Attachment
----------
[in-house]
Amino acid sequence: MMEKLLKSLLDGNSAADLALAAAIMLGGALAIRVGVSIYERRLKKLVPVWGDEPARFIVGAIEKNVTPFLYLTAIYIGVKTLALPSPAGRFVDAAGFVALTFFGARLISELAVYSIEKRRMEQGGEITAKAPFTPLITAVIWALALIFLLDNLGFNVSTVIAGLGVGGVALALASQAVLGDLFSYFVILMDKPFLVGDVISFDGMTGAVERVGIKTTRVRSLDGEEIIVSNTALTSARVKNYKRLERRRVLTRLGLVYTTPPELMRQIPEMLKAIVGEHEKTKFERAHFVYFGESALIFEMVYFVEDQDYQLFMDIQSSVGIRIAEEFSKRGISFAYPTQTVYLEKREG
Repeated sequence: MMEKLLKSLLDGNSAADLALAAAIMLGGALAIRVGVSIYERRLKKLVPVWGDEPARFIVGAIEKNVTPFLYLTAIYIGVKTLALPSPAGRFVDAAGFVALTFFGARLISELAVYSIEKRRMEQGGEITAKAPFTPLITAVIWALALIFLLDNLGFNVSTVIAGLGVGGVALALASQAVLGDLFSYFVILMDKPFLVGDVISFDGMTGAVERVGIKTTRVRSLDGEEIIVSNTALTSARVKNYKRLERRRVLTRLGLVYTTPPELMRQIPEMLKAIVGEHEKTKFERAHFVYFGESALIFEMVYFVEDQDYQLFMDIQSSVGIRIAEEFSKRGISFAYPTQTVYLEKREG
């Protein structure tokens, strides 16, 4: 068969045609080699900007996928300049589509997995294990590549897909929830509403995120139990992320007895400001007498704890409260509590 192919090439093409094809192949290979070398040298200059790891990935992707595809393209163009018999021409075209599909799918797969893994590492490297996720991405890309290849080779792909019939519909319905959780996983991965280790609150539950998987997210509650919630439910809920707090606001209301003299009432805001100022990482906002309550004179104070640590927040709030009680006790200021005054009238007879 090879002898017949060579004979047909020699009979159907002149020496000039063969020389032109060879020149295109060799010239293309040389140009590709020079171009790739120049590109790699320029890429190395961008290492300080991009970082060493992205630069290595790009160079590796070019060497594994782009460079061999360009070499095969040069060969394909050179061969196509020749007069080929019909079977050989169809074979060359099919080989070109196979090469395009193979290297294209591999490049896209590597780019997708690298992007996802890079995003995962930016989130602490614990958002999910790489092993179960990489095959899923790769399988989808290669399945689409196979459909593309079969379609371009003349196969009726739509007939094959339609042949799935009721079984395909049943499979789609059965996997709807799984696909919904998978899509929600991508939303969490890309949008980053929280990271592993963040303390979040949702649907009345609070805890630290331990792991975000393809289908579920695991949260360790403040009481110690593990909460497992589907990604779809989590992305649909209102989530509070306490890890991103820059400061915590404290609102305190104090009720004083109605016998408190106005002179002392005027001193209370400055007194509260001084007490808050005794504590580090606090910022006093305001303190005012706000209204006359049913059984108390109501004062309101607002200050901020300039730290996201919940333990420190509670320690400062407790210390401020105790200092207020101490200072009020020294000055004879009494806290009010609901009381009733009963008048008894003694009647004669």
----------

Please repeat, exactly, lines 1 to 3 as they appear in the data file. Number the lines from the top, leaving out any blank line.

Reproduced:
[in-house]
Amino acid sequence: MMEKLLKSLLDGNSAADLALAAAIMLGGALAIRVGVSIYERRLKKLVPVWGDEPARFIVGAIEKNVTPFLYLTAIYIGVKTLALPSPAGRFVDAAGFVALTFFGARLISELAVYSIEKRRMEQGGEITAKAPFTPLITAVIWALALIFLLDNLGFNVSTVIAGLGVGGVALALASQAVLGDLFSYFVILMDKPFLVGDVISFDGMTGAVERVGIKTTRVRSLDGEEIIVSNTALTSARVKNYKRLERRRVLTRLGLVYTTPPELMRQIPEMLKAIVGEHEKTKFERAHFVYFGESALIFEMVYFVEDQDYQLFMDIQSSVGIRIAEEFSKRGISFAYPTQTVYLEKREG
Repeated sequence: MMEKLLKSLLDGNSAADLALAAAIMLGGALAIRVGVSIYERRLKKLVPVWGDEPARFIVGAIEKNVTPFLYLTAIYIGVKTLALPSPAGRFVDAAGFVALTFFGARLISELAVYSIEKRRMEQGGEITAKAPFTPLITAVIWALALIFLLDNLGFNVSTVIAGLGVGGVALALASQAVLGDLFSYFVILMDKPFLVGDVISFDGMTGAVERVGIKTTRVRSLDGEEIIVSNTALTSARVKNYKRLERRRVLTRLGLVYTTPPELMRQIPEMLKAIVGEHEKTKFERAHFVYFGESALIFEMVYFVEDQDYQLFMDIQSSVGIRIAEEFSKRGISFAYPTQTVYLEKREG